Moisture requirements were evaluated for female adults of spider beetles Mezium affine Boieldieu and Gibbium aequinoctiale Boieldieu to determine how they are differentially adapted for life in a dry environment. Features showing extreme desiccation resistance of M. affine were an impermeable cuticle wherein activation energies (43 kJ/mol) were suppressed, daily water losses as little as 0.3%/day with an associated group effect, a low 64% water content and an impressive ability to survive nearly 3 months with no food and water. Behaviorally, the extended period of water stress and fasting was marked by long intervals of physical inactivity (quiescence), as though dead. These characteristics emphasizing water retention rather than gain are shared by G. aequinoctiale and reflect a typical xerophilic water balance profile. Water uptake was restricted to imbibing liquid, as evidenced by uptake of dye-stained droplets of free water and a critical equilibrium activity of 1.00av, where the inability to absorb water vapor from the air fails to equilibrate declining water levels (gain≠loss) except at saturation. Four-fold reduction in survival time within dry air and accelerated water loss rates with high activation energies for female adults of the closely related winged Prostephanus truncatus (Say) suggest that the enhanced water conservation of spider beetles is due, in part, to fusion of their elytra supplemented by entering into quiescence.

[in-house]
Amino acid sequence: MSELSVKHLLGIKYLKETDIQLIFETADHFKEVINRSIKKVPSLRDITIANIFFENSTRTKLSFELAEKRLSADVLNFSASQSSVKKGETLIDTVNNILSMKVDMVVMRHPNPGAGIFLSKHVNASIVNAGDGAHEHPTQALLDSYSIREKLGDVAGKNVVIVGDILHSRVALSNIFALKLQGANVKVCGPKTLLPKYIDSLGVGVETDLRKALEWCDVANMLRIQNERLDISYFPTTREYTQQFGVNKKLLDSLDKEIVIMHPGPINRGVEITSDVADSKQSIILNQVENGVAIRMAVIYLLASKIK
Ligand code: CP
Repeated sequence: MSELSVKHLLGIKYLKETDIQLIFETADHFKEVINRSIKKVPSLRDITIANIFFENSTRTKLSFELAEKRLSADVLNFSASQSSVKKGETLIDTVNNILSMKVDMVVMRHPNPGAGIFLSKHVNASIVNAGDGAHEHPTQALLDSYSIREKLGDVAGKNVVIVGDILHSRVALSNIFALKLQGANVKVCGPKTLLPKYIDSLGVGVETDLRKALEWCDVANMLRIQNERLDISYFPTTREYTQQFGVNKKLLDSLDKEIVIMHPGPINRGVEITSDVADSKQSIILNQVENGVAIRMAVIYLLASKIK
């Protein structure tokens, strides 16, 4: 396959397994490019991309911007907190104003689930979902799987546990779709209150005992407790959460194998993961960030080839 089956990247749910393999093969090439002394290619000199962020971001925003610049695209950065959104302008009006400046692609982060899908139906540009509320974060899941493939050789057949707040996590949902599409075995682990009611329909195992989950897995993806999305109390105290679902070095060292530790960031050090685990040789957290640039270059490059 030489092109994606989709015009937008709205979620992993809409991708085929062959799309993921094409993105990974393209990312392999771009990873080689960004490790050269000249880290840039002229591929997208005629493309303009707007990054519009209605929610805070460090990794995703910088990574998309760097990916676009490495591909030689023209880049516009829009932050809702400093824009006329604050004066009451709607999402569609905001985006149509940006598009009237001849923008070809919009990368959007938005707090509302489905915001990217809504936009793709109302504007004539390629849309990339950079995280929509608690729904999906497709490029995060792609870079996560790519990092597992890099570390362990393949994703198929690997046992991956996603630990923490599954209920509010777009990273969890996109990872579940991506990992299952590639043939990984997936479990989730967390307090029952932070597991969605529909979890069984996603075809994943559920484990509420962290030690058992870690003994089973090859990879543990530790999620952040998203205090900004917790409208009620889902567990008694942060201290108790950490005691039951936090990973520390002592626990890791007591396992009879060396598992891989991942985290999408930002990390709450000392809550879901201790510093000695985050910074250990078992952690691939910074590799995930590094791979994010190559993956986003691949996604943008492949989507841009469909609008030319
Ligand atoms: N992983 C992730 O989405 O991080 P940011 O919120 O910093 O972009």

|Number of pages||9|
|Journal||Journal of Insect Physiology|
|State||Published - May 2005|
Bibliographical noteFunding Information:
This work was supported in part by competitive research grants to JBB and EJR from Wittenberg University.
- Mezium affine
- Spider beetle
- Water balance
- Water vapor activity
ASJC Scopus subject areas
- Insect Science